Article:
What can you say about an internet contracting strategy that died?

I’m referring, of course, to General Mills’ abortive attempt to include new terms of service on all its internet and social media products, including an agreement to arbitrate and to waive any right to a class action, that came and went so fast I couldn’t blog about it until it was over. If you’re on Facebook or Twitter, you probably had a friend, like I did, who tried to turn the tables on General Mills and posted some snarky “terms of service” for themselves. As you might guess, those aren’t enforceable.


What about what General Mills did? Putting aside the market, especially the PR market, speaking quite loudly about it, to what extent might it have worked? That’s a critical question that involves not just contract law, but the Federal Arbitration Act and the Supremacy Clause of the U.S. Constitution, and it’s something on which the U.S. Supreme Court has a view that’s not too hard to discern. What I’ve tried to do is to analyze it in a more systematic way than simply piling on with conventional wisdom.


Some analysis of the case has been pretty good, in that it has pointed out the U.S. Supreme Court’s quite solicitous view of arbitration. Essentially, if the question is “is it arbitrable?” the Supreme Court has recently pretty much said, “yes.” The Federal Arbitration Act is a deceptively short and simple statute, the connection to interstate commerce that is all that is needed to come under the act isn’t hard to find in most cases and enforcing the act has a way of cutting down the workloads of courts, something the Supreme Court likes. 


But I wanted to focus on another recent case, a case that passed under the radar somewhat since it was decided the same day as the McCutcheon case on campaign finance, which, to mix metaphors, sucked up all the oxygen of Supreme Court coverage. In this case, Northwest, Inc. v. Ginsberg, which was decided unanimously, the Supreme Court walked a fine line between different ways in which a common law doctrine, which is technically “state law”, can apply to a contract that is governed by federal law under the Supremacy Clause. 


The case involved a rabbi who had the highest possible status in Northwest Airlines’ World Perks Club, its frequent flyer club. According to Northwest, he had made so many complaints, particularly about luggage, that they had kicked him out of the club. He claimed that they had done so because of an ulterior motive: to lower the cost of their club upon Northwest’s merger into Delta Airlines. Under Minnesota law, which applied, this was considered a violation of the “covenant of good faith and fair dealing”, which is implied into every contract under most jurisdictions’ common law. Northwest countered that to incorporate this provision of Minnesota common law into its contract would violate a provision of the Airline Deregulation Act that gave airlines the right to set all contract terms. 


The Supreme Court agreed and would not enforce Minnesota’s version of the covenant. In doing so, the court distinguished between application of the covenant to situations where the covenant was used “to effectuate the intentions of parties or to protect their reasonable expectations”, which it found not preempted, contrasted with cases where it is used “to ensure that a party does not violate community standards of decency, fairness, or reasonableness.” (internal quotations and cites omitted) The first of these are issues that go toward enforcing a contract the parties have clearly made. The second, in the Supreme Court’s view, were preempted by the express language of the federal legislation.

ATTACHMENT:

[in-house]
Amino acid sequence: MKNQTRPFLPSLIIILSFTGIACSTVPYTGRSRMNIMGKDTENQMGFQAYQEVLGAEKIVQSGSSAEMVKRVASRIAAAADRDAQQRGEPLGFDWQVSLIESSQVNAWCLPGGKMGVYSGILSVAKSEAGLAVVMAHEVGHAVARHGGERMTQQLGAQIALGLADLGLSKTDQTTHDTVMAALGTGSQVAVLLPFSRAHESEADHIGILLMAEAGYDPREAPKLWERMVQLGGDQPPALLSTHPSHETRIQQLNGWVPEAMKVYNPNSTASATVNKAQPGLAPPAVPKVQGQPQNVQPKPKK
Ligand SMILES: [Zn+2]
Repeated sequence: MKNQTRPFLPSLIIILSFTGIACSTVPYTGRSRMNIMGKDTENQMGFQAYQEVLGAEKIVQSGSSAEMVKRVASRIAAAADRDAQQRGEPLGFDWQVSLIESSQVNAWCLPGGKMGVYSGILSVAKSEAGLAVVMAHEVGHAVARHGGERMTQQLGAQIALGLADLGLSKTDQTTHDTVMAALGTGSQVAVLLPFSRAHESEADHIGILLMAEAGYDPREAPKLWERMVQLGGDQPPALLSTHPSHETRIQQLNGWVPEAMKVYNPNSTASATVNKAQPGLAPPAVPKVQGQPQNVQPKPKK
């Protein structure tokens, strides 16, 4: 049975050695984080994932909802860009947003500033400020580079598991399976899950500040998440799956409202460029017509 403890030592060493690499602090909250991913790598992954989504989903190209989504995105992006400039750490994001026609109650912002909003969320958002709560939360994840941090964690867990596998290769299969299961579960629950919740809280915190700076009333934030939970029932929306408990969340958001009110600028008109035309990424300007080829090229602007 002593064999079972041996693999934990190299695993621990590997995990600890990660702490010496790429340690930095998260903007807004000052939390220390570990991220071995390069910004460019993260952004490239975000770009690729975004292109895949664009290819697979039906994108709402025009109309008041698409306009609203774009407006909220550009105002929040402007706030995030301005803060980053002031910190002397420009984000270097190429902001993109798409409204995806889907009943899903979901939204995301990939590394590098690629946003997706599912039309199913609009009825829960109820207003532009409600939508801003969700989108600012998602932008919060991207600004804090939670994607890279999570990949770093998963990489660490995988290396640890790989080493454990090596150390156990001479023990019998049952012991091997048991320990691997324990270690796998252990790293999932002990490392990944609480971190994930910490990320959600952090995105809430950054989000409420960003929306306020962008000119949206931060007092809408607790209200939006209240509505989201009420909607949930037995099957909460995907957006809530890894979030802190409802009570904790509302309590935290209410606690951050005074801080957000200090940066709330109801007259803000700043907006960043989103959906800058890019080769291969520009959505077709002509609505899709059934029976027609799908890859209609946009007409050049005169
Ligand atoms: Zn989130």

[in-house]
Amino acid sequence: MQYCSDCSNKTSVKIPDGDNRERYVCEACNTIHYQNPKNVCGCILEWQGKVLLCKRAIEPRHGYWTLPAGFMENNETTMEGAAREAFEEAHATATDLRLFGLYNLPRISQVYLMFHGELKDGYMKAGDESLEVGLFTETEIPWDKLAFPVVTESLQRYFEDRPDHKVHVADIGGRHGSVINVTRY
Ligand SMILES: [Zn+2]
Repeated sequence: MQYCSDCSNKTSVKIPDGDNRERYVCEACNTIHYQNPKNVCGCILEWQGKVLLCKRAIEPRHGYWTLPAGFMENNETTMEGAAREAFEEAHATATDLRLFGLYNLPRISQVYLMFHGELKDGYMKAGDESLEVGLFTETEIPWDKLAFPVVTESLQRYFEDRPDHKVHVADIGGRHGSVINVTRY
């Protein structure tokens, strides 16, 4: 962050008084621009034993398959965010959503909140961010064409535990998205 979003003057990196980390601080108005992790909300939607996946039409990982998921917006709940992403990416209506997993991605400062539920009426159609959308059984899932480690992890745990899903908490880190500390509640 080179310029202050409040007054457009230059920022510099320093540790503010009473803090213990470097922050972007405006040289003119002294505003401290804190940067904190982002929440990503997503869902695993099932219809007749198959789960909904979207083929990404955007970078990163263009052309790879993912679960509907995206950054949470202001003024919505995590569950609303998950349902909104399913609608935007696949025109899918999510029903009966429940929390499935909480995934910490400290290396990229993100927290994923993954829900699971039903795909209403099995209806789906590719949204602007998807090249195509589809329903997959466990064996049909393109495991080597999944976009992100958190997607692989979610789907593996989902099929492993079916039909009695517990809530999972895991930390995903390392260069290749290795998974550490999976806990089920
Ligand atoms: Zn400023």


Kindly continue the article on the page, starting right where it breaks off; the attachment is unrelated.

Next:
How does this apply to what General Mills sought, for a short time, to do? A good way to look at it is to break a contract down into basic constituent parts.


First, we have the issue of contract formation. This comes down to three things:


1.      Capacity to contract

2.      Offer and acceptance

3.      Consideration


The first issue takes care of anyone’s concerns about denying a ten-year old the right to sue because he or she clicked that they “Like” Cheerios®. Minors are among the group of people who can’t form contracts under the law; the Supreme Court is not going to enforce the Federal Arbitration Act against them.


Offer and acceptance goes to the question of whether clicking “I Accept” can be enough to bind you to terms you haven’t read or understood. The answer is “yes” in general. We’ll revisit that in a moment.


Third is the “peppercorn” in the title. There must be an exchange of value or of promises in order to have an enforceable contract. A coupon or a prize can certainly be enough; the classic definition of the consideration necessary to enforce a simple contract is indeed a peppercorn. Can it be an electronic photo of a peppercorn? That might be a close question, but the indications are again the Supreme Court might defer to a non-discriminatory state law.


Once you have a contract under state law, what we learn from the arbitration cases and the case of the flying Rabbi is that you won’t be able to use state laws to save you from enforcement of an arbitration clause. You won’t be able to have it declared “unconscionable” or “unfair or deceptive”, because Congress has declared that arbitration clauses are the opposite. And you won’t be able to apply a broader definition of the covenant of good faith and fair dealing, one that might have the effect of invalidating the clause in any way. 


Similarly, you won’t be able to use any of those doctrines to invalidate the effect of clicking “I Accept”, at least so long as you had the theoretical opportunity, whether you exercised it or not, to read the terms before you did so. 


If no one has told you to be careful when you click on things on the internet, consider yourself warned (and wonder how you’ve missed that message so far).